More importantly, I want to retread on B’s subject. Consider your cash potential when deciding between paying off the credit card and building up savings. Credit cards and other debts generate a large negative cash flow, while savings generate a small positive flow. Savings is an investment on future cash reserves, but each untended finance charge will, in the end, eat away at that reserve. Minimum monthly balance dues can be far lower than the monthly finance charges (beware!), but even if you’re meeting the charge penny for penny each month, that’s like tossing a little bit of your money away each cycle. At the way credit card rates are skyrocketing, it’s a huge chunk of your money you’re losing compared to near static money in savings. Every large chunk you take out of your debt, is a larger chunk next month you can devote to savings. Future potential vs. present stasis … measure your situation and decide which side of the scales you should add to.

    The worst, worst advice is that it’s better to just go bankrupt than not have money in an emergency, so don’t worry so much about the debt. No! There’s balance. Sit down and think for yourself. Spend a night, or two, or four, or a week shifting your finances around, budgeting your expenses, reconsidering old investments and examining new ones, looking to the future, and working out a way to achieve both goals together. Slowly build your savings up while paying your debts off in as big a chunk as you can manage. Cross credit lines off your list as emergency cash reserves, but rethink your potential need for cash reserves in the first place.

    Also, 8 months is pushing it. Everyone should have enough cash on hand to cover 200 years of unemployment, but you must compromise in the face of other responsibilities. The standard 3-6 months minimum is fine, even for present day. Going without a job for 6 months is just… I don’t see how. At that point, forget rethinking finances and start rethinking yourself.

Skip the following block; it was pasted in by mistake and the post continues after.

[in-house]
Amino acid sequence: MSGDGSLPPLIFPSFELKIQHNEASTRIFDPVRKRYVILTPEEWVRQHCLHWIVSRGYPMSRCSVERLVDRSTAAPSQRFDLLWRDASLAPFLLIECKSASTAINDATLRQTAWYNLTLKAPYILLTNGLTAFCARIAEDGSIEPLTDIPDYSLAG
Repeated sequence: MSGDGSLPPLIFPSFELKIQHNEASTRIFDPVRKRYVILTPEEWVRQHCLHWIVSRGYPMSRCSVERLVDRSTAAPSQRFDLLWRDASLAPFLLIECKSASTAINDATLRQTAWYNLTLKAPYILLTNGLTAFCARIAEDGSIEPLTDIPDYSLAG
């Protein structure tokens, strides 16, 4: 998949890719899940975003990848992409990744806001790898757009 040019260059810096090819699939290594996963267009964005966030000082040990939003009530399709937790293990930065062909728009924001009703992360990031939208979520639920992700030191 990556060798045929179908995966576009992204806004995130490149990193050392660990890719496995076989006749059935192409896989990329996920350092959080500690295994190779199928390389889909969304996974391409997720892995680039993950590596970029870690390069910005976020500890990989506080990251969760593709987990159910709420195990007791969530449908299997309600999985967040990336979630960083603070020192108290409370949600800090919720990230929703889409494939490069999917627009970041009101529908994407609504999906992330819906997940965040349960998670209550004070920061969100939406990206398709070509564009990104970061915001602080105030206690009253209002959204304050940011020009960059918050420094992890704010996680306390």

(As a quick tip, make sure you factor in insurance benefits you’ll lose if you lose your job. Don’t go without decent medical insurance!)

  26. TorrentFreak says:

    Buy gold.

    Then buy more gold.

    BUY MORE GOLD!

  27. William Mize says:

    It’s too bad Jean Chatzky doesn’t get much love from The Consumerist. I find her advice more realistic, less shilling, and find her personally less annoying and much, much easier on the eyes. Yummy. Just sayin’.

  28. chris_l says:

    @undefined: @battra92:

    Trolley McTrollTroll, how are you?

    This morning I heard someone blame Obama for the AIG bailout, ignoring the fact that AIG got the overwhelming majority of their bailout during Bush’s term.

    I really wish America didn’t have a collective memory span of a goldfish.

  29. razremytuxbuddy says:

    Suze Orman is finally stating the obvious for people without the cash to just pay things off. It was obvious months ago, while she was spewing something way different. Her advice is always either misguided or too late. She assumes everyone in the US has buckets of cash sitting around waiting for her to tell you where to put it.

    PBS needs to give her to the boot, too. Her PBS “specials” are merely infomercials she doesn’t have to pay for.